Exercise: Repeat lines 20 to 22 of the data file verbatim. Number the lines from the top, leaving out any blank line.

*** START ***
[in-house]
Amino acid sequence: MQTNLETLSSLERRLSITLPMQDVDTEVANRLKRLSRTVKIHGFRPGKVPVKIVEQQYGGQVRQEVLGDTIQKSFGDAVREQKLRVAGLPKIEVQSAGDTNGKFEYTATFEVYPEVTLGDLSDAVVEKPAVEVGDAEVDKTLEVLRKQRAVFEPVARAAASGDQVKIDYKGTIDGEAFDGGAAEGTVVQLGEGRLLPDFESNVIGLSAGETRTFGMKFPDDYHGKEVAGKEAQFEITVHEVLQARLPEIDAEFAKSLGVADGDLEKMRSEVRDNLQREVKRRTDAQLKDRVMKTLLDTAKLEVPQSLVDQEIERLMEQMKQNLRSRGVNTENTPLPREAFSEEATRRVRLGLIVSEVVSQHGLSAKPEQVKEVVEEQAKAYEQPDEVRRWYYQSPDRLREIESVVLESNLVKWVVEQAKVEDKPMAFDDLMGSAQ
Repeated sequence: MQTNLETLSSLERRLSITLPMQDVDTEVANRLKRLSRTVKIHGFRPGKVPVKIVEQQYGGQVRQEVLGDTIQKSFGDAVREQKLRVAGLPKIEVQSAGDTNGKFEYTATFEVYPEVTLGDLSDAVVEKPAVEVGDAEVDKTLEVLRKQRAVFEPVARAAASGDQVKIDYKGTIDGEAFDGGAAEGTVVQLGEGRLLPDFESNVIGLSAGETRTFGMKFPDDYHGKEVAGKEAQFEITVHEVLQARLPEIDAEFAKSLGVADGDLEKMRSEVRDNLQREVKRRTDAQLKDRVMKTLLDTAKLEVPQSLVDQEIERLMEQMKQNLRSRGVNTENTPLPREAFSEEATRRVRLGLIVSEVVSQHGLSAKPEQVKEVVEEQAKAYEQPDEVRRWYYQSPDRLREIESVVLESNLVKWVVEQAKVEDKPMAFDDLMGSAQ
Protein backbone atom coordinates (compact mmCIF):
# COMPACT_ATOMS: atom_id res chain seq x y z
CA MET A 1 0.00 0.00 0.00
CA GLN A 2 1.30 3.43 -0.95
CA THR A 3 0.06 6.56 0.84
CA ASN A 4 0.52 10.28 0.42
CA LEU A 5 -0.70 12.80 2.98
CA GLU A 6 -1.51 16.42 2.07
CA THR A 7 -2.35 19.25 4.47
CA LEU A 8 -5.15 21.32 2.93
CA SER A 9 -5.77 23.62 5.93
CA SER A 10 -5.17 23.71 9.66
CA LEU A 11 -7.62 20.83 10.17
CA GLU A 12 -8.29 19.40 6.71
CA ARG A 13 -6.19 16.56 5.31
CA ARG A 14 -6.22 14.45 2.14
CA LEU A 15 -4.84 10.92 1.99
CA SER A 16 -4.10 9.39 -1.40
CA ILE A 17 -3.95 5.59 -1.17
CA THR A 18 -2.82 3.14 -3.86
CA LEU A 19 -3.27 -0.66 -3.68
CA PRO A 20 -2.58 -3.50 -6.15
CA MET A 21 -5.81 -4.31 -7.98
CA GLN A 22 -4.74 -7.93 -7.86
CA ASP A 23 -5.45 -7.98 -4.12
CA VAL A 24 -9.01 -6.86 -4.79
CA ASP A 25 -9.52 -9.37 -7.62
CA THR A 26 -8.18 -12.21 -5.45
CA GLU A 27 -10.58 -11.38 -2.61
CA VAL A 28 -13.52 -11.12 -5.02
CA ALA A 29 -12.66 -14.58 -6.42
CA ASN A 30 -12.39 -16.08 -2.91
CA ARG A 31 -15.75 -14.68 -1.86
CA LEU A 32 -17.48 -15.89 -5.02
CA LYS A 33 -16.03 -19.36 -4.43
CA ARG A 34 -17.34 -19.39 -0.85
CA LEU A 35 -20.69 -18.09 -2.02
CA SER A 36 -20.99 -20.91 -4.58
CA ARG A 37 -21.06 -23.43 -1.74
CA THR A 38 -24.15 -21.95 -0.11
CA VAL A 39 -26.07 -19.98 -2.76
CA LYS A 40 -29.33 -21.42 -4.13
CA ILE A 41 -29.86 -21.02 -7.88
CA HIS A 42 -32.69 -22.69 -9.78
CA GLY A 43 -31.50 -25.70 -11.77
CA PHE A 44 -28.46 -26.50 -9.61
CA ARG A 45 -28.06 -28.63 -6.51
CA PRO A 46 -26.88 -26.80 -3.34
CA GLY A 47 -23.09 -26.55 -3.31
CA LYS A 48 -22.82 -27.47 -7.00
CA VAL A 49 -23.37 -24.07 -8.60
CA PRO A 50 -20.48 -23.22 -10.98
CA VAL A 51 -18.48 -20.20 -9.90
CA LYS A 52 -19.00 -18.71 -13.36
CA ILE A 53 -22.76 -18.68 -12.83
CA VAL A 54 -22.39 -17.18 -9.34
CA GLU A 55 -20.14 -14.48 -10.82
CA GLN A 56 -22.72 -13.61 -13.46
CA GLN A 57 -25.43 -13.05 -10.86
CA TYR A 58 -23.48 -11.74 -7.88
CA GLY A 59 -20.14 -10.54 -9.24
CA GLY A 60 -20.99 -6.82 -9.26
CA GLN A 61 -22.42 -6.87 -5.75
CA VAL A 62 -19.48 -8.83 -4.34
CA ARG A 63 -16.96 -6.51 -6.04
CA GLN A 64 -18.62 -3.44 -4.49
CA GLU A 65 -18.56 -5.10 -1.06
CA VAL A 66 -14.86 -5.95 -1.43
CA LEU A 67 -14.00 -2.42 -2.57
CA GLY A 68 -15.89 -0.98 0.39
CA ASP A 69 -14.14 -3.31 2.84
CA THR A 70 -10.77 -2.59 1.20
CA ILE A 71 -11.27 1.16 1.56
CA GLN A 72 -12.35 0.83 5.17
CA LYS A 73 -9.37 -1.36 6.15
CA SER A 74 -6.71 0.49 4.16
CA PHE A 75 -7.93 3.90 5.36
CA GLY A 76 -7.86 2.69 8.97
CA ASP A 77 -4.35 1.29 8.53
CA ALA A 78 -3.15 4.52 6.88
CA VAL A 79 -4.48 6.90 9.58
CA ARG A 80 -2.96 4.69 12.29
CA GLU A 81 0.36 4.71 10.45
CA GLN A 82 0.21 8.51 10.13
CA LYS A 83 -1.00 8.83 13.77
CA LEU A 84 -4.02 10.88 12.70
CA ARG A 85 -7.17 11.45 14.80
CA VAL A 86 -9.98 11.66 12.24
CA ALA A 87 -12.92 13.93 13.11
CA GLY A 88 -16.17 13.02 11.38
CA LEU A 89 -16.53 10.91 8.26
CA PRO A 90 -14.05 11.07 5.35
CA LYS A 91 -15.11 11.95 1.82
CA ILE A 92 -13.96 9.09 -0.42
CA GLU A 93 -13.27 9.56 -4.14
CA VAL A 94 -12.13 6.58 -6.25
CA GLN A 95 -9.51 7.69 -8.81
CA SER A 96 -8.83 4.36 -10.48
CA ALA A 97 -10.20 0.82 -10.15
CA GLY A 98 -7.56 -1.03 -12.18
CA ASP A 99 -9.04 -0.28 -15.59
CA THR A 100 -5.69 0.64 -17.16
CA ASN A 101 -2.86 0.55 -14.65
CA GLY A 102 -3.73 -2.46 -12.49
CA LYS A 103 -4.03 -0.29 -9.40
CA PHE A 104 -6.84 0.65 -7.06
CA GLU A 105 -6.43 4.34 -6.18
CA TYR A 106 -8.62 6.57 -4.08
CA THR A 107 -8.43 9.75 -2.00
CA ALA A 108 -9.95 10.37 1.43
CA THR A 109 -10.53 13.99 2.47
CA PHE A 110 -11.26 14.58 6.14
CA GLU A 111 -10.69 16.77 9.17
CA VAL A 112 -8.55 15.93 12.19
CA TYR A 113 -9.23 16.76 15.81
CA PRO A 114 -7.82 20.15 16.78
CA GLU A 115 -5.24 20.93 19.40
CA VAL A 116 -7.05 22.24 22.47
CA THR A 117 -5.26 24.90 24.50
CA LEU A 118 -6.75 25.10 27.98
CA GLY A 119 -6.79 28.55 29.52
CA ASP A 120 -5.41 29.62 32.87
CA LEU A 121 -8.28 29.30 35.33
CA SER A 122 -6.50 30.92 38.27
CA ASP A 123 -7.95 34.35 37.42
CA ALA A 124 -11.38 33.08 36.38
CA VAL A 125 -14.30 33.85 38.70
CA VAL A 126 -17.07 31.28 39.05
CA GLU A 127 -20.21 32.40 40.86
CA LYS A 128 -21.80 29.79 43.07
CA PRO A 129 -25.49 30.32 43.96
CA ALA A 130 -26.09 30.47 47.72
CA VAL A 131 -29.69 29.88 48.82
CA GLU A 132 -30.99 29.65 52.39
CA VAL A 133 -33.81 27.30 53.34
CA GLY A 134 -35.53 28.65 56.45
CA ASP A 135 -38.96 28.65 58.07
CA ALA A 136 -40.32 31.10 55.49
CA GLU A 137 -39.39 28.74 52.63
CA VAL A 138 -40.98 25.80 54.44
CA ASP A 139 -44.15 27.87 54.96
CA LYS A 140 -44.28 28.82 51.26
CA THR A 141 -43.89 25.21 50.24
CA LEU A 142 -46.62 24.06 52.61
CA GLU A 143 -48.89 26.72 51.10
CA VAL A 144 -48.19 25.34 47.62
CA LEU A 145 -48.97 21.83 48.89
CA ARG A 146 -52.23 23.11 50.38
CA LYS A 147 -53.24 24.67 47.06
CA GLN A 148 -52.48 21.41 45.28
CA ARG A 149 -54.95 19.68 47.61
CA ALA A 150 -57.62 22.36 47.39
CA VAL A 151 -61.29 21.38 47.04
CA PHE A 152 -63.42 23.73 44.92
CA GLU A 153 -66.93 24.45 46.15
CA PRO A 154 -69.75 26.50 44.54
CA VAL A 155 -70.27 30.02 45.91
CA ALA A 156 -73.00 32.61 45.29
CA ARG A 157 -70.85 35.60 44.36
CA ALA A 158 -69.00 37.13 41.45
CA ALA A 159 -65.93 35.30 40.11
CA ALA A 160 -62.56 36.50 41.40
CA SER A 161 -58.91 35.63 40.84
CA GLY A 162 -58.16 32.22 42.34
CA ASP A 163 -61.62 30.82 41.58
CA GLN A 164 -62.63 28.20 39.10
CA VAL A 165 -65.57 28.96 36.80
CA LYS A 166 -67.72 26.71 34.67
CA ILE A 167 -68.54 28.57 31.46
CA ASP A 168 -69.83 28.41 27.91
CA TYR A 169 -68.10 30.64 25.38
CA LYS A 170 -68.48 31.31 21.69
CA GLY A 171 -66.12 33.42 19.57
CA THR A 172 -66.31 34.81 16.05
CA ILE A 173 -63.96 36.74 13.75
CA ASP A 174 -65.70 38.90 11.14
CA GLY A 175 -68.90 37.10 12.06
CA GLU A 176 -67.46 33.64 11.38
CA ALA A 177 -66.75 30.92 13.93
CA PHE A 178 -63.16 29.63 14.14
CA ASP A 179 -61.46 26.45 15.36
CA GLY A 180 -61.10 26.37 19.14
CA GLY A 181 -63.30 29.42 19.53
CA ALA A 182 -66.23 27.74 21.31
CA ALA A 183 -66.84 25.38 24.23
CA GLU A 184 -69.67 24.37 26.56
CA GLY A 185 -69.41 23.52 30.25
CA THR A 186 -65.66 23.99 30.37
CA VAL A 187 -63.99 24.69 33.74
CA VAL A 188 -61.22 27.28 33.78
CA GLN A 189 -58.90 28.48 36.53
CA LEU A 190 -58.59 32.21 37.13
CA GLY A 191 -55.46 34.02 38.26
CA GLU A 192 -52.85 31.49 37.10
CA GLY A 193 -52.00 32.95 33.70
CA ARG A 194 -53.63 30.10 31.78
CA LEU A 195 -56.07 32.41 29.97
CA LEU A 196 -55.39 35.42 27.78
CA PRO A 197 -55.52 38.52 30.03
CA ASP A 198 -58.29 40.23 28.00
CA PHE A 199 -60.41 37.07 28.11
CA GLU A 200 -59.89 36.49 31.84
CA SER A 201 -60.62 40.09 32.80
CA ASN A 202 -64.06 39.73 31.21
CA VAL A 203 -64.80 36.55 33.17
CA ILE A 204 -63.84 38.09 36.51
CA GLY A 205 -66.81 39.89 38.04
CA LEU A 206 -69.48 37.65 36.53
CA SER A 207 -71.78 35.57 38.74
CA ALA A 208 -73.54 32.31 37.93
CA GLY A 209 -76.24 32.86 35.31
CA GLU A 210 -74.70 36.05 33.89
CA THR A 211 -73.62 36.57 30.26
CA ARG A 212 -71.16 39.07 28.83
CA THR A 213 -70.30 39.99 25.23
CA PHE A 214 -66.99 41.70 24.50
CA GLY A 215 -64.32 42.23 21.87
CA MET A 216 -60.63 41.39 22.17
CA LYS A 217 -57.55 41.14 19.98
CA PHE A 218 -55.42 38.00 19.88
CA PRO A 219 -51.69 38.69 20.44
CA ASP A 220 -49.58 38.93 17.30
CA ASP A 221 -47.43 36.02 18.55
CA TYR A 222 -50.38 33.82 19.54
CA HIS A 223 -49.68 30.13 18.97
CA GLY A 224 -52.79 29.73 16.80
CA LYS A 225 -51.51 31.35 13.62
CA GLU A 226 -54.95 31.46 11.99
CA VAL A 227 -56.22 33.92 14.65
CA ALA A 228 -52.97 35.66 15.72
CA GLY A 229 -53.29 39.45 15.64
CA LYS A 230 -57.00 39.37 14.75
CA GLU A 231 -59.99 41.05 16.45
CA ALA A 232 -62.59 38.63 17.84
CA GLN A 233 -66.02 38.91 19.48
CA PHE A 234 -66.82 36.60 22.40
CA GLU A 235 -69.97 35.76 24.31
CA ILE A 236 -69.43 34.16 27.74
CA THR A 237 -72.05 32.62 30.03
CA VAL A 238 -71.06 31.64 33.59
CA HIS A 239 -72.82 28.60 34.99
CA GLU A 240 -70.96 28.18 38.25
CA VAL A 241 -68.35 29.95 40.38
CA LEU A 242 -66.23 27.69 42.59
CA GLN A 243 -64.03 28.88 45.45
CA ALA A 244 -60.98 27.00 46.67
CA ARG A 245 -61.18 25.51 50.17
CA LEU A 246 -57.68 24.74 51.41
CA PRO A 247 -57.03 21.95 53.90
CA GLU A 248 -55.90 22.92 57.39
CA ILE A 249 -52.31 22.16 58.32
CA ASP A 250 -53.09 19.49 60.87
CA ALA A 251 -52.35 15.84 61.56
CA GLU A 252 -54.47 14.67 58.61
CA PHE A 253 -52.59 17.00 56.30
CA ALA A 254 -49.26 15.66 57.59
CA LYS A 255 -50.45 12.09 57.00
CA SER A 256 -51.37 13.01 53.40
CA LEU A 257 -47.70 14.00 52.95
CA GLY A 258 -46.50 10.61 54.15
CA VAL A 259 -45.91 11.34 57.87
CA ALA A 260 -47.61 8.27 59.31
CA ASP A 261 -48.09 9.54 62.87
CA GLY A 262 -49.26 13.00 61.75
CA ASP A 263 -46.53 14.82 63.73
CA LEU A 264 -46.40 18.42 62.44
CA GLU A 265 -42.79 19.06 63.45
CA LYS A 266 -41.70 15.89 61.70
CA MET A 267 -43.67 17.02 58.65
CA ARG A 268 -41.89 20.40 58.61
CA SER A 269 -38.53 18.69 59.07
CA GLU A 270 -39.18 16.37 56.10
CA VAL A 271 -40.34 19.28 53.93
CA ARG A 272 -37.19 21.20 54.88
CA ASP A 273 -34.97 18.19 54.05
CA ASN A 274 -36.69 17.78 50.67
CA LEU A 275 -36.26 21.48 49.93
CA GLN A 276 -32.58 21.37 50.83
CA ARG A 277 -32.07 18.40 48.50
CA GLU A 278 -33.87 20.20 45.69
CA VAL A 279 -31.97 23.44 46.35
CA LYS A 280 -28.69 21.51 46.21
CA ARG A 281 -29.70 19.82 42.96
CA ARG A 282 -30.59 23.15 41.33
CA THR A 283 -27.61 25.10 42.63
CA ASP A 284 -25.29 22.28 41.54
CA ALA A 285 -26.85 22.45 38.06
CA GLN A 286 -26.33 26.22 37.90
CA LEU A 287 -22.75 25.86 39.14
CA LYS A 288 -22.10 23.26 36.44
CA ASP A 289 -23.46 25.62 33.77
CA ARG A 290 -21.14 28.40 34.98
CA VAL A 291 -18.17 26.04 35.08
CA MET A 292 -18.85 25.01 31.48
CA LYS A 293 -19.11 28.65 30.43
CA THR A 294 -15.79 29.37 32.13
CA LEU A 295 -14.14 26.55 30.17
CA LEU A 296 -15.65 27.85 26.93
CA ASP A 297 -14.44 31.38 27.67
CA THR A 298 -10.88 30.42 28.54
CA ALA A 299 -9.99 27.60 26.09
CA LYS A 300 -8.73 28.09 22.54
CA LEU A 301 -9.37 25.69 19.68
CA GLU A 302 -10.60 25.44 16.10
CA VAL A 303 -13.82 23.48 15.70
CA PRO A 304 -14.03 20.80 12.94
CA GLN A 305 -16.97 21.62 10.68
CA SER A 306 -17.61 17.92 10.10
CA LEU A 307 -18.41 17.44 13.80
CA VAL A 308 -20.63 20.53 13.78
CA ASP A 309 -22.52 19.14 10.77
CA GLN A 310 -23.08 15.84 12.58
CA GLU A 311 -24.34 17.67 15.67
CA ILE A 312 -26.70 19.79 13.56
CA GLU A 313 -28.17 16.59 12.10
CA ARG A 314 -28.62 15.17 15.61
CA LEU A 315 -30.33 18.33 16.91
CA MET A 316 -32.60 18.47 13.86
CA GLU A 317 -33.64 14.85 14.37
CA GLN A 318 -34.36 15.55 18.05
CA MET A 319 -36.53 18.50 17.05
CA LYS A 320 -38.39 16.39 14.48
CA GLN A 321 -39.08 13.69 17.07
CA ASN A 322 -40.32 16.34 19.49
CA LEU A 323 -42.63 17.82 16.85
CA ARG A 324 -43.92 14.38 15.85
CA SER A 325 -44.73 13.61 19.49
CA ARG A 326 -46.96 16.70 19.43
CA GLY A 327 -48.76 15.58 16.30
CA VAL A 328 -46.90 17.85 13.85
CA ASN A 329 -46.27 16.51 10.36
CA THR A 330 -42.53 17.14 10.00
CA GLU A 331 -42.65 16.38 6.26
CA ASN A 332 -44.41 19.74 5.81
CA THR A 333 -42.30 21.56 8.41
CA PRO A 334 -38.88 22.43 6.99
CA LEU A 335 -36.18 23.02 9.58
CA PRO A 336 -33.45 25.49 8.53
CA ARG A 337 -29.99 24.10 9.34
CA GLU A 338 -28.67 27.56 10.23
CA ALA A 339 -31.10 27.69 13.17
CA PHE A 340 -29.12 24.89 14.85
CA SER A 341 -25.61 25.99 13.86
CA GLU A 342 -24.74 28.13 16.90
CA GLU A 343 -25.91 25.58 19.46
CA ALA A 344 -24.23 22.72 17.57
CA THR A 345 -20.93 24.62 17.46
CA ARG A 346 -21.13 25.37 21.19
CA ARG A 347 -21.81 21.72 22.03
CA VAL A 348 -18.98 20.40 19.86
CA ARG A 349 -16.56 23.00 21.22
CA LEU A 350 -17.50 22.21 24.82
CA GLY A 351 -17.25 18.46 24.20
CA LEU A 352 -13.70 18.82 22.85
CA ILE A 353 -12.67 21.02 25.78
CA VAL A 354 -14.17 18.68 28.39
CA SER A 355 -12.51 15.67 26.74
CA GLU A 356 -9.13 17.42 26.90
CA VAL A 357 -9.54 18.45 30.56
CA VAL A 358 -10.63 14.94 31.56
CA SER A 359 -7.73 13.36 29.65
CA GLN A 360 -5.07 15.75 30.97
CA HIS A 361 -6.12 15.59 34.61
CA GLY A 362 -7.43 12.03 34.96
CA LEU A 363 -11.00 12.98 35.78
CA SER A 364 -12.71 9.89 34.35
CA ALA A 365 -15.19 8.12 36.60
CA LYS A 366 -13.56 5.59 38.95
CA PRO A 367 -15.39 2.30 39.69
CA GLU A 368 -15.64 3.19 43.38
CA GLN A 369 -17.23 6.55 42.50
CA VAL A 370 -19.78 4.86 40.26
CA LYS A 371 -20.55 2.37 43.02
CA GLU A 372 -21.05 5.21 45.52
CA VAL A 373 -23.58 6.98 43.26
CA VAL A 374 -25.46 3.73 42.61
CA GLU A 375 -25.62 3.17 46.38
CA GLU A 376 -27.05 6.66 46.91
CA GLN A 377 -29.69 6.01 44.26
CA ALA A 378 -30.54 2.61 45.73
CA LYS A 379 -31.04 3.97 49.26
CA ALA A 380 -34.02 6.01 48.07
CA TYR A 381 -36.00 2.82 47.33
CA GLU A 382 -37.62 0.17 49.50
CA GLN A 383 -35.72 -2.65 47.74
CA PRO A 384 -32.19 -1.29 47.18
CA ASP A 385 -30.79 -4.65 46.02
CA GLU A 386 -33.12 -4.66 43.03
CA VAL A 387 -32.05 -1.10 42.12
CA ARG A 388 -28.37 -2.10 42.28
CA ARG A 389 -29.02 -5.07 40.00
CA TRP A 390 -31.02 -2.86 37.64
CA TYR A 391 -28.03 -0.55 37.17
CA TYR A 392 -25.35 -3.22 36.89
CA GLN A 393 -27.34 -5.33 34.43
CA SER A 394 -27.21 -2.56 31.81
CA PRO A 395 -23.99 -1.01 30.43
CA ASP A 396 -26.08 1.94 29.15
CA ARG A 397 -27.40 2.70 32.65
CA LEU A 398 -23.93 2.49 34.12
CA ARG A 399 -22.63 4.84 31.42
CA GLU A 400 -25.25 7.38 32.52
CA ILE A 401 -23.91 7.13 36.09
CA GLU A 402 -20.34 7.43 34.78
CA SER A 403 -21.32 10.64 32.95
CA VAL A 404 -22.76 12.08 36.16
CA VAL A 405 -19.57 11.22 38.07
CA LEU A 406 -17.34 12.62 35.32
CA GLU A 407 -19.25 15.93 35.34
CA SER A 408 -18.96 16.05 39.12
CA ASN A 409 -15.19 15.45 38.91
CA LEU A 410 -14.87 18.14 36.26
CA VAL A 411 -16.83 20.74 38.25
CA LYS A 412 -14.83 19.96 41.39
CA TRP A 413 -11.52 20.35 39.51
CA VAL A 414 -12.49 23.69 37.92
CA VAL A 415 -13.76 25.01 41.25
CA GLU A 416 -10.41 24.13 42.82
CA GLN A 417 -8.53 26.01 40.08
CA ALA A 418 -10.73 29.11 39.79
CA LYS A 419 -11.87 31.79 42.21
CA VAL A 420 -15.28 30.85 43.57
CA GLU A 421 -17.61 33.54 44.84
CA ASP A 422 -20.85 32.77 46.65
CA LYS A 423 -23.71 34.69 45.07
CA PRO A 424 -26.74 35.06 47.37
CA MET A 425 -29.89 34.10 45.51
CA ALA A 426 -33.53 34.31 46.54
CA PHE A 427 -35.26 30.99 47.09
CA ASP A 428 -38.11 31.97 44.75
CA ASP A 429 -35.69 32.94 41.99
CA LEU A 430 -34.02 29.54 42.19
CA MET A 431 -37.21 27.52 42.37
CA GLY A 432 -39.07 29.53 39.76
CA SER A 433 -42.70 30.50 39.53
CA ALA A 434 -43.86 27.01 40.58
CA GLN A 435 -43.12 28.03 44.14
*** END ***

CA LEU A 15 -4.84 10.92 1.99
CA SER A 16 -4.10 9.39 -1.40
CA ILE A 17 -3.95 5.59 -1.17